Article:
Home » Prospects Of Successful Surgery: A Case Of Over-Egging The Pudding?

Prospects Of Successful Surgery: A Case Of Over-Egging The Pudding?

August 29, 2017,
Andrew Gray,
medical mistake

When a patient consults a doctor about proposed surgery, the doctor must not be overly optimistic on the success of the proposed surgery.

A doctor’s number one duty is to act in the best interest of the patient. Specific guidance contained within the Good Medical Practice 2013 expressly requires doctors to listen to the wishes of patients and respond honestly to any questions from their patients.

Doctors are not permitted to allow any financial interest they have affect the way in which they treat patients. In the event of a surgeon, advising a patient to undergo surgery, this means the doctor must explain to the patient properly on the risks, without having their financial interest (fees for surgery) being a factor in any way. Fortunately, most doctors do comply with these duties.


Sometimes doctors/surgeons can face compensation claims for overstating the benefits of the surgery, because patients can sometimes allege that they were not properly warned of the reality of the surgery. An example of common claims we have advised on at Truth Legal involve the following points, which we encourage all patients to have in mind when undergoing surgery:

  • Why is this specific surgery recommended?
  • What are the risks of the surgery, which will affect you and are specific to your treatment?
  • Are there any increased risks in your surgery compared to the usual risks with other patients and, if so, would that affect the outcome?
  • If any of the risks materialise what impact would that have on you? For example, if you have having bladder biopsy and there is a risk of bladder perforation, what impact would that have on you day to day. All too often surgeons can state generic risks, for example, without patients necessarily understanding what impact that can have on them if that risk materialised.
  • What is the likely recovery time in terms of leaving hospital, getting back to work, playing sport again, driving etc?  Whilst patients can have a “successful surgery” the recovery can be slow and can sometimes require time off work which can be to the financial detriment of a patient. It is important that surgeons do not use generic terms such as “quick recovery” as what is “quick” to some people may be slow to others.
  • If any further treatment is expected after surgery, for example medication or physiotherapy, it is important that the patient is aware so they can plan and agree to this beforehand.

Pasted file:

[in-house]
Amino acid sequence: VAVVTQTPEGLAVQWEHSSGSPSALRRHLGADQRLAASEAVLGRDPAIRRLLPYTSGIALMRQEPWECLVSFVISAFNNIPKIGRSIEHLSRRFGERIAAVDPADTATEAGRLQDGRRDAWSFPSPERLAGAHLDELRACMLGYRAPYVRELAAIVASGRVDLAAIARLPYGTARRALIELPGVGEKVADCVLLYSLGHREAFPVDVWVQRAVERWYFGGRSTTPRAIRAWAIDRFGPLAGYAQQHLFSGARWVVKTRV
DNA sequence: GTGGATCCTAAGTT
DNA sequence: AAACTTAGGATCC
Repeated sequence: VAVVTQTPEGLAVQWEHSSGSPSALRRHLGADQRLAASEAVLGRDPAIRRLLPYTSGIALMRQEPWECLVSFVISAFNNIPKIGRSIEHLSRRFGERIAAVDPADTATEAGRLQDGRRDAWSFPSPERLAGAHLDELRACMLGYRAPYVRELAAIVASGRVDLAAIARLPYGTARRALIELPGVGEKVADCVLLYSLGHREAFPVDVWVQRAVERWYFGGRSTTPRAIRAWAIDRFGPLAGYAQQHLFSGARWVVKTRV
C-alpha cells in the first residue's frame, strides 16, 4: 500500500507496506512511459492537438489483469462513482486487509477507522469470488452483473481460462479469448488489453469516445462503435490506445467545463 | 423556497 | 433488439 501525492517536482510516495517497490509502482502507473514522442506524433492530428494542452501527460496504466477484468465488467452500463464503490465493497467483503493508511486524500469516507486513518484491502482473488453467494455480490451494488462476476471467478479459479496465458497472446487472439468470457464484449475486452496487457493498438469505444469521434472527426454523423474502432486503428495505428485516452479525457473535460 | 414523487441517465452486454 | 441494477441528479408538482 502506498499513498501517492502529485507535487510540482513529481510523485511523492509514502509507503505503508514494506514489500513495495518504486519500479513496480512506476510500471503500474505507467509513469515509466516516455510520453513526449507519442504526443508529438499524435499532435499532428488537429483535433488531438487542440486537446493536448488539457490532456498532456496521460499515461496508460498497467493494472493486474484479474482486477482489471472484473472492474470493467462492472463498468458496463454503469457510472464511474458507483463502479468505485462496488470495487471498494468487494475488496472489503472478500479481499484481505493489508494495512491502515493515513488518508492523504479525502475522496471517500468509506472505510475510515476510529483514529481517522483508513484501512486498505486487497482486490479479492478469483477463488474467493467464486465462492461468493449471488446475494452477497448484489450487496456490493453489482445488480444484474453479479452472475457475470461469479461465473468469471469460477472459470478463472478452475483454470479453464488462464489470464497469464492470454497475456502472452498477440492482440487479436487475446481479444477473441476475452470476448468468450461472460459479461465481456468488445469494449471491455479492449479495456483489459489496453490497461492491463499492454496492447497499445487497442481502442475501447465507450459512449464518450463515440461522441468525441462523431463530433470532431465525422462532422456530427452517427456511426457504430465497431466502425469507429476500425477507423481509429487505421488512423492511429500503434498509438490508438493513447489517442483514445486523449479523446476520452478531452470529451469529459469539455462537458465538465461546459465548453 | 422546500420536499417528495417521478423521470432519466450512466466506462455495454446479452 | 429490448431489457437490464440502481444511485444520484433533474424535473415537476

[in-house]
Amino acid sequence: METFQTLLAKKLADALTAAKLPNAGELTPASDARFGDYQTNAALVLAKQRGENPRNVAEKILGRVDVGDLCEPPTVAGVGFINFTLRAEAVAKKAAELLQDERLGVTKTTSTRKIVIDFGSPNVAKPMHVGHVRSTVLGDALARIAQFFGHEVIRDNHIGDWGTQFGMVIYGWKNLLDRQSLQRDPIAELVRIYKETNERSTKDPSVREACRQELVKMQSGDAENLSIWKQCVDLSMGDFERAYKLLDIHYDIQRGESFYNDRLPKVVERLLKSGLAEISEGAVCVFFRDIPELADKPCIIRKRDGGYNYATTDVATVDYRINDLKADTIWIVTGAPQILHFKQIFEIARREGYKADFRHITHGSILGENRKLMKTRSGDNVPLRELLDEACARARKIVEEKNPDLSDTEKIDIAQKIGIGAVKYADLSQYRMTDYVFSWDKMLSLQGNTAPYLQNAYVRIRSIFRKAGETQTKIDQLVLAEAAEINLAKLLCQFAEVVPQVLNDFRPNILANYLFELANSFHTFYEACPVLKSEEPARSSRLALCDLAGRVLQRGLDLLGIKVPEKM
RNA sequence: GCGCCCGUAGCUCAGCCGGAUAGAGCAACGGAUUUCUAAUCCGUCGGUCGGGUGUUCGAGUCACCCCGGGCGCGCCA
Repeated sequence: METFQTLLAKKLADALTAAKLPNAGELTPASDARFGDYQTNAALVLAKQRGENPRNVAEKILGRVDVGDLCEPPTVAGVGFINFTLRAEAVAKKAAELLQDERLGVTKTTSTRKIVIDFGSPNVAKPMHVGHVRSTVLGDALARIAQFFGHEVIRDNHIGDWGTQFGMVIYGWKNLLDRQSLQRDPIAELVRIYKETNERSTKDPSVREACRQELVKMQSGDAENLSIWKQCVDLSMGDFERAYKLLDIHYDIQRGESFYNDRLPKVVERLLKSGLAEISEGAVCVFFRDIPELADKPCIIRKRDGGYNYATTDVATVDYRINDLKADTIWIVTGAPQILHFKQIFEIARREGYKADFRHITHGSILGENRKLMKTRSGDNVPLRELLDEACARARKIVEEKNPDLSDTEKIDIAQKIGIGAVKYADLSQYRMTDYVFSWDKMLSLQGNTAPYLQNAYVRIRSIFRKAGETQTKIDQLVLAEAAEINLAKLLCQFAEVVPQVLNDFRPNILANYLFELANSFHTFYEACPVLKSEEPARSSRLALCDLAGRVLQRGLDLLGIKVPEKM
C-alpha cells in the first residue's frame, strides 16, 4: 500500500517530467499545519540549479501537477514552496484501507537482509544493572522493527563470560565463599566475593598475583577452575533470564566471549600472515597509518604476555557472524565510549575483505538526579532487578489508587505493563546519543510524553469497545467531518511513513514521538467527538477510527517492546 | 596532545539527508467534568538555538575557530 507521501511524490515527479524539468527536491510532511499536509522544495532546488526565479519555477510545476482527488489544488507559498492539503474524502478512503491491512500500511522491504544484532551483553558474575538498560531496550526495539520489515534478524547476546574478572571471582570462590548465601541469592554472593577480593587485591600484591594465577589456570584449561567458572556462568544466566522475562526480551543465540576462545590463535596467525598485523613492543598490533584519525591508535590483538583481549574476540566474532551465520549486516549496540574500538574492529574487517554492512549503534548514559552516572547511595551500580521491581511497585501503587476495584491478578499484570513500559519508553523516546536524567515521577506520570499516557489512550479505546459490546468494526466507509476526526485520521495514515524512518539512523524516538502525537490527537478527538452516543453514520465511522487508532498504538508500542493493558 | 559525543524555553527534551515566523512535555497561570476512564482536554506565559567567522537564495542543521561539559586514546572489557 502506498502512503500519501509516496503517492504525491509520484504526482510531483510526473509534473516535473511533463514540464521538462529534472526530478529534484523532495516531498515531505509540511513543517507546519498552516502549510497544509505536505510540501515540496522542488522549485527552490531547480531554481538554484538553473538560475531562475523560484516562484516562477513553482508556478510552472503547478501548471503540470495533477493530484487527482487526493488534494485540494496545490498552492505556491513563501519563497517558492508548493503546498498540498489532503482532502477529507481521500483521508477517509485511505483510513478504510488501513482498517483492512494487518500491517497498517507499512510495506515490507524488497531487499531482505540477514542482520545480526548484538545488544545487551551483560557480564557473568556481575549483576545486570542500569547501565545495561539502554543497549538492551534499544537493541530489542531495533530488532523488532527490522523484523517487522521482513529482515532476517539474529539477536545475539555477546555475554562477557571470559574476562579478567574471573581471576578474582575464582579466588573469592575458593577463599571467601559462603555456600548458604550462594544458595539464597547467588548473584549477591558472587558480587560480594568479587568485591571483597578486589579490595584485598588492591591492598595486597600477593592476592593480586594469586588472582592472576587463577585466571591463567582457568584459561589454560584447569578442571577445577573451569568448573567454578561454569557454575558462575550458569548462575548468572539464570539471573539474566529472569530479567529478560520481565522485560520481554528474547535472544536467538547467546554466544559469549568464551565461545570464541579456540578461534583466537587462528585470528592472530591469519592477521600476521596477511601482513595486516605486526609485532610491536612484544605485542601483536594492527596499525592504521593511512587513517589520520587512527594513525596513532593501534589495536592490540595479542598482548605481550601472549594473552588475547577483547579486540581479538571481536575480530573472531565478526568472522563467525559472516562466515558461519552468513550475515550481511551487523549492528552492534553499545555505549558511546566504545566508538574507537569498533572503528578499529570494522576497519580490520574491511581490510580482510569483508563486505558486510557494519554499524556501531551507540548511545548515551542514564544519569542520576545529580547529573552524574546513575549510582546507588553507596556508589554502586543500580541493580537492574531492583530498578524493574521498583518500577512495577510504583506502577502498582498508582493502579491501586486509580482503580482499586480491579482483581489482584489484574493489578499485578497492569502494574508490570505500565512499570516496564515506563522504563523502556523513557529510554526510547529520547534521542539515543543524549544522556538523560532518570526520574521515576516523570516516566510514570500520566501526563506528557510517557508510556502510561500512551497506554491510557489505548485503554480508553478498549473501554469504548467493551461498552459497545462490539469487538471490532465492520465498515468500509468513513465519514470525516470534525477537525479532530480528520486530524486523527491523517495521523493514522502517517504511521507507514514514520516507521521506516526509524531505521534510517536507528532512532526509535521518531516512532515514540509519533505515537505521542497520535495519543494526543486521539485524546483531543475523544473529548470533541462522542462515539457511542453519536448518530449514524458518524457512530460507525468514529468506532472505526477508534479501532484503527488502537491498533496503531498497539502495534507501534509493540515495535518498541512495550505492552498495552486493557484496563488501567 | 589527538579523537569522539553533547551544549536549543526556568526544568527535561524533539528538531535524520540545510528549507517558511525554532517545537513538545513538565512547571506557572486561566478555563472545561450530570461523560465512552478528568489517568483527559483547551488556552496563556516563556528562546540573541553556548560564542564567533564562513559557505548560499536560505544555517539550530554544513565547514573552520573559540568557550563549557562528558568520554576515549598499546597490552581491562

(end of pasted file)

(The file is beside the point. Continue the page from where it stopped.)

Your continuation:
• Perhaps most crucially following the landmark case of Montgomery (see below), a surgeon must (therefore it is a mandatory requirement) advise a patient on the alternative treatment methods and this is very important in the medical profession following Montgomery.

The Montgomery Case

The Montgomery claim concerns the birth of a baby boy who had disabilities related to his natural delivery. The claimant mother was successful in arguing that her doctor should have told her about the alternative treatment methods (cesarean section surgery) and the risks of those methods, specifically how they would have impacted on the health of the baby.  The doctor delivering the baby had decided that cesarean was not appropriate without informing the mother of the benefits and risks of the cesarean which, if that had taken place, would have avoided the harm to the baby.

The highest court in the land confirmed that a patient must be told of the material risks of the recommended treatment and, importantly, in respect of alternative methods too. The court concluded this was absolutely essential in securing what is known as “informed consent” by a patient in agreeing to surgery/treatment knowing all of the options.


To sum up, it is important for patients to be accurately warned of the risks and realistic outcomes of surgery by their doctors and, also, equally as important for patients to know the alternatives, too.

If you or anyone you know is considering surgery, it is important to discuss the above points with your surgeon, ideally with the actual surgeon who is carrying out the procedure (sometimes the NHS does not permit this due to logistics and you can often discuss the risks with the surgeon’s colleague familiar with the surgery).

If you have had surgery and feel that you were provided with an overly optimistic view on your surgery, which has led to a poor outcome for you, the please do get in touch with us at Truth Legal. We will listen to what you have to say, during a no-obligation consultation. Most of our clinical negligence claims are brought using No Win, No Fee agreements.


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